What to Do if You Suspect a Loved One is Self-Harming

How to Talk About Self-Harm Without Judgment

You’re close to your loved ones, and if you think something is wrong, it’s good to trust your instincts and talk to them about ways you can help.
What-to-Do-if-You-Suspect-a-Loved-One-is-Self-Harming-thehopeline
If you’ve noticed marks on their body, that they try to cover up or ignore those marks, and that the marks continue to appear over time, you have good reason to be concerned that your loved one may be self-harming.
Talking to a loved one about cutting or other self-harm can feel scary and overwhelming, but there are ways to have this tough conversation clearly, calmly, and without judgment. 

How to Handle a Friend's Self-Harm

Understand Why Your Loved One is Self-Harming 

It’s helpful, before approaching your friend or family member, to better understand why self-harm happens. It’s an unhealthy way to cope with pain, trauma, or mental illness. Understanding the most common reasons for self-harm will help you feel more prepared. 
Here are a few of the most likely reasons behind your loved one’s self-harm:

  • Desire to “release” pent-up pain
  • Wanting to break through a feeling of being “numbed out
  • Need for a feeling of control over their lives
  • Signaling for help when they don’t know how to ask for help in other ways

Your friend may also feel like they have to hurt or “punish themselves” due to deep-rooted shame and guilt they feel. That’s why it’s important to focus on having this conversation from a place of care rather than criticism or judgment. 
Once you feel ready, here are some things to keep in mind when reaching out to your friend.

Choose a Time and Setting That Works for Both of You

There will be some discomfort no matter what, but having the conversation at a time, and in a place, where you both feel comfortable and calm is key to it feeling less upsetting for both of you. If you’re not able to be together in person, try video calling, so you can still have a “face to face” chat. 
Set a time when you know your friend is not likely to already feel overwhelmed, stressed, or tired. And talk about things you would normally talk about before jumping right into the most difficult parts of the conversation.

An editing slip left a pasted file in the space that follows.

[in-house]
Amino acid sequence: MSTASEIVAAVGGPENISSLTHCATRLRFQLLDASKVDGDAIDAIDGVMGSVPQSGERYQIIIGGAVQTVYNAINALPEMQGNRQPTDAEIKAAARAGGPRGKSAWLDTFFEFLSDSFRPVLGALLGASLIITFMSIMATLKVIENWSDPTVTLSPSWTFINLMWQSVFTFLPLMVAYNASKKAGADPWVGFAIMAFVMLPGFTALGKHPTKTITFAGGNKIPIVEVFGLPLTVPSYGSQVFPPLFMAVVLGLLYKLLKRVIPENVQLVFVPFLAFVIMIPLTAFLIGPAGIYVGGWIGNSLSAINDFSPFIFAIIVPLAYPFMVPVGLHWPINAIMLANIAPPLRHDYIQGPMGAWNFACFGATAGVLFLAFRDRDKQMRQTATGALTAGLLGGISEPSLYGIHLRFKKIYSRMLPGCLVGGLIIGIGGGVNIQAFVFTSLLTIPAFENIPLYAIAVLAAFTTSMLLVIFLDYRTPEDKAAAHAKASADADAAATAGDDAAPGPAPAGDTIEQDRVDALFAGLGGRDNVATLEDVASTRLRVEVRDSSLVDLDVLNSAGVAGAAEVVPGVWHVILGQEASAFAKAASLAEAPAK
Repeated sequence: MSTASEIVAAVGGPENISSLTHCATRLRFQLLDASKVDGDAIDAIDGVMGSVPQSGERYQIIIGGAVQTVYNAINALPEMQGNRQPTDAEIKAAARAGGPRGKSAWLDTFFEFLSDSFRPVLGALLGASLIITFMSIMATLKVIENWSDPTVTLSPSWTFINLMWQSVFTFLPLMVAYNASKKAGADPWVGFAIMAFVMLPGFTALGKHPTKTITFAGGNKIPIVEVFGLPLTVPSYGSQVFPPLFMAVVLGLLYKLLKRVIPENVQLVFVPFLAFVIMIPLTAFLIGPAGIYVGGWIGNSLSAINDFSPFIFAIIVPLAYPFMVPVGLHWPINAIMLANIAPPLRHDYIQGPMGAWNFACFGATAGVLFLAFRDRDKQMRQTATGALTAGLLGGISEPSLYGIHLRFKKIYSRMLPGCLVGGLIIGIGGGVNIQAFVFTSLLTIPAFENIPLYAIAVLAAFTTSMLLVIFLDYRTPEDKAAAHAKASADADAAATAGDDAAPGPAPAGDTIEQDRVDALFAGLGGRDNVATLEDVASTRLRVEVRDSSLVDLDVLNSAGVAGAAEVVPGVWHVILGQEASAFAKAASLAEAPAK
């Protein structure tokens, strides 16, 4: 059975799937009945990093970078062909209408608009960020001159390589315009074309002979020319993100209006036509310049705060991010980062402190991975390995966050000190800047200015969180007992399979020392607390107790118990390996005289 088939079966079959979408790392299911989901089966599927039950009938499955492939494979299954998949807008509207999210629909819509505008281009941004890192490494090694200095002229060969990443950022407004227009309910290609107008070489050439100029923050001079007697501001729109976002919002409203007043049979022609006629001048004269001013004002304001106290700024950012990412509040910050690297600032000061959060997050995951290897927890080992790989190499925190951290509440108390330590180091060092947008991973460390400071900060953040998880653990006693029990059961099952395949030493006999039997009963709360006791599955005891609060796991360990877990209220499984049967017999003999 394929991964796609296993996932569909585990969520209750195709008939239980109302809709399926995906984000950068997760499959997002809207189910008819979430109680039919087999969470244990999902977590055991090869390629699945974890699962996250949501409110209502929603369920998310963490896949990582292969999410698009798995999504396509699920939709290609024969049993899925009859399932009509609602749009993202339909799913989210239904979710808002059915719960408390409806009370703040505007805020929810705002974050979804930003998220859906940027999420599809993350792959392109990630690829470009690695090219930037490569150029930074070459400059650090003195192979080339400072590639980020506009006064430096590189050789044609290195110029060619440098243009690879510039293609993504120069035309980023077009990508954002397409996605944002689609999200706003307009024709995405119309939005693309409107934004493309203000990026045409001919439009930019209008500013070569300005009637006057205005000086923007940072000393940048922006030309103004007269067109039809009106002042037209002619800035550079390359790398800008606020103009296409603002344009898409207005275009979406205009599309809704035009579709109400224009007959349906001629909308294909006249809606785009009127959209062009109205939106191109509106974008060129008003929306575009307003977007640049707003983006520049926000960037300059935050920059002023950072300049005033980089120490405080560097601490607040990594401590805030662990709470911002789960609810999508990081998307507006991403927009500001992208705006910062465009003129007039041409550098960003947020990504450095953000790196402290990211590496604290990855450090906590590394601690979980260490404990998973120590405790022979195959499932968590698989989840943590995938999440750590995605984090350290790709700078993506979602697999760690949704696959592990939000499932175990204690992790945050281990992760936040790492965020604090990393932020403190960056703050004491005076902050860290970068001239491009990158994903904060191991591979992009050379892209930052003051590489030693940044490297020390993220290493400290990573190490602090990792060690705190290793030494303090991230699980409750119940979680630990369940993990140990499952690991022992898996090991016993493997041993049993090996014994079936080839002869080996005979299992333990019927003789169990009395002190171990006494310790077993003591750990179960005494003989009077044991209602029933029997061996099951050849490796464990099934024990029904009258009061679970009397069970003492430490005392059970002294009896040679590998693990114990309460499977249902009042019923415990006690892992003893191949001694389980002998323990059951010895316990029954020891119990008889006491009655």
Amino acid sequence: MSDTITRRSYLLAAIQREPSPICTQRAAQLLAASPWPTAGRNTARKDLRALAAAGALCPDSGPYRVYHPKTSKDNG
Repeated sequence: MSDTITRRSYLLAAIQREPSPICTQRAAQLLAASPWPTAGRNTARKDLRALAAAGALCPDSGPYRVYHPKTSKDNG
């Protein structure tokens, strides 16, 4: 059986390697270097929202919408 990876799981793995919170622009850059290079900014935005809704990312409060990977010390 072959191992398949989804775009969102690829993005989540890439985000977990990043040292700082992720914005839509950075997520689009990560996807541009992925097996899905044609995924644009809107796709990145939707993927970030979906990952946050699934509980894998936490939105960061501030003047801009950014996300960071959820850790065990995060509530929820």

Tell Them About Your Concerns

There’s not one right way to tell your friend that you’re concerned about their possible self-harm. Here are two ways that might work:

  • “It seems like you’ve been hurting a lot lately, would you like to talk to me about it?”
  • “I’ve noticed several marks on your arms and wrists. I care about you, so that worries me. Do you want to talk about it?”

If they acknowledge they self-harm, you can ask them why they get that urge, or what caused them to start, out of care for them and a desire for understanding. They may not want to talk about it right away, but it’s good to let them know you’re there to support them when they are ready to talk.

Offer Support

You are already being a great support to your loved one by reaching out and offering a listening ear. You are likely a reminder in their life of how much God loves them, and how there is always hope for healing and growth.
But it’s important to remember you won’t be able to help them find healing after self-harm alone. See if it’s okay with them if you help them find more specialized support. There are lots of organizations with experience in guiding people through recovery from self-harm, led by people who care deeply and would be able to help your friend find the appropriate treatment. 
And make sure you have support yourself, so you can support your friend without feeling drained, exhausted, or overwhelmed. TheHopeline offers mentoring and other resources for people working their way through messy, painful conversations and issues. Talk to a HopeCoach today about your life, your loved one, and how you can get the help you need so you can be there for people you love. We are here for you, and we’ll get through this together.

We have a  partner resource for you and your loved one called, Door of Hope.  They provide emotional support, guidance and resources for young adults who struggle with self-injury. You can call, text, or email a recovery coach to start breaking free from self-harm today!

Your Friend,
Dawson McAllister's Blogs and resources from TheHopeLine

Photo by Bahaa A. Shawqi

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